Yesterday I ran my 5th half marathon.
It wasn’t my best race, in fact it was quite the struggle, but I am proud of my finish and even learned a few things throughout the run. Despite my desires to be a natural born
cage fighter runner, I’m not. If I want an “easier” race I have to prep myself by training. My training for this half was sub-par, and not a single long run was successful for me.
I made a plan for one month. My weekday runs were decent (always 9:30-9:40 pace range), but when I got to my 8,9,10 mile runs I had to walk..too much. Mentally I just couldn’t focus and I caved when my mind told me to walk. I didn’t complete the month.
Fast forward to race week. After a pathetic excuse for a 10 miler, I went in to the race yesterday with the hopes that adrenaline and fellow runners would carry me to the finish.
Pre race we had to wait for two hours inside a building built for small planes. My one and only complaint about this race. Everything else along the course was beautiful, and while the hills kicked my under trained ass, it was lovely and I would definitely do it again.
They won my heart when they provided us with food and coffee.
Here’s what I learned while running this race:
- When they tell you to never buy brand new shoes the day before a race…listen to them. Blisters on blisters on blisters.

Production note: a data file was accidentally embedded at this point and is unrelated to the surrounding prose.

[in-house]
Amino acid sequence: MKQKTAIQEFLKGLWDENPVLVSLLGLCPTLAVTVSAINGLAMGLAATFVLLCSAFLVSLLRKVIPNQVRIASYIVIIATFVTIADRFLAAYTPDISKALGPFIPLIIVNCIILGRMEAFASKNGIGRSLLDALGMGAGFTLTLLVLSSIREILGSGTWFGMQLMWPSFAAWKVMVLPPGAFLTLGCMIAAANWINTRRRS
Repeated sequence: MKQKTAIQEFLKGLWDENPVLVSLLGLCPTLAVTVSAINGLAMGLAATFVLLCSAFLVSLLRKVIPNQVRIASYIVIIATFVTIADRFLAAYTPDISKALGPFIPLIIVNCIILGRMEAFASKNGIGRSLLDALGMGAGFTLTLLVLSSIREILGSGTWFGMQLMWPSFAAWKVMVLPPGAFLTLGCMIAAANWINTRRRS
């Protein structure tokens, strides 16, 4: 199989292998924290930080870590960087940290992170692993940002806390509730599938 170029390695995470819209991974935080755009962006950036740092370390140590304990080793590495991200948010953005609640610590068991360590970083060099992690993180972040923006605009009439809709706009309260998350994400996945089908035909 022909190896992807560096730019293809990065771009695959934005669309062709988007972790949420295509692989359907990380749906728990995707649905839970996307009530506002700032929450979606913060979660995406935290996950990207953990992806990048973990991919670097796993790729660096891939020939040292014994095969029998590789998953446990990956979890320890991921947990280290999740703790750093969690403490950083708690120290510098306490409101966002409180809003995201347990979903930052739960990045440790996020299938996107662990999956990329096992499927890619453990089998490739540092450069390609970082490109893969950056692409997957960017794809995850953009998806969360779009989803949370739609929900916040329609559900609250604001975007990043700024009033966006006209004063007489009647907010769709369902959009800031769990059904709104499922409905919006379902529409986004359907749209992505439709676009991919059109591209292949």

- When your body says, “I HAVE to go!” You stop..even when it adds 6 minutes to your official time. Trot, trot, TROT.
- When your legs, knees, back, and joints start to physically hurt..it’s OK to walk.
- When you puke while running…you’re officially a bad ass.
- Sometimes listening to your body outweighs finishing with a certain time.
- A finish, is a finish, is a finish.
- I am not a super hero. I can run a half marathon (as can YOU) on minimal training and dead legs, but it won’t be pretty, and my ego will be bruised when I walk.
- It is possible to buy vegan treats and not want a single one of them.
- Not every race will go as planned, but every finish is something to be proud of.
- Running can always relate back to life. If you want something you have to work for it. If I want a new PR, or to run (mostly) pain free, I have to train. Simple as that.
I bought new running shoes much too late, and although they were the newer model of what I ran in before, they hadn’t been broken in and gave me blisters.
I had stomach issues for nearly the entire run (I’ll spare the details) and my legs were dead by mile 3 (this was ridiculous.) I walked…a LOT, and stopped to use the Randy Can which took literally 6 entire minutes (I def stopped my Garmin).
While waiting in line I decided (mile 6) that this was a race I just wanted to complete regardless of my time. Stopping made my “official time” and my Garmin time different, but I’m going with Garmin. I also ran another .2 mi after I stopped my watch. Longer course.
I may sound like I’m complaining, but really I am quite humbled and I’m not at all upset about my performance. Overall I had a good time! I embraced the slower pace, I was able to run across the bridge I have been wanting to run for years, and I finished strong when I wanted to crawl. That’s what I call success. I’m a slower runner, and I finally accept that!
While I am most proud of my first solo half marathon (which holds my current PR), this race I’m proud of myself for not being too critical and embracing another finish!
OH, and did anyone catch what I said about the treats? You know your stomach is in shambles when you buy FOUR treats from your favorite bakery and don’t want ANY!
Q: How do you handle humbling experiences like this?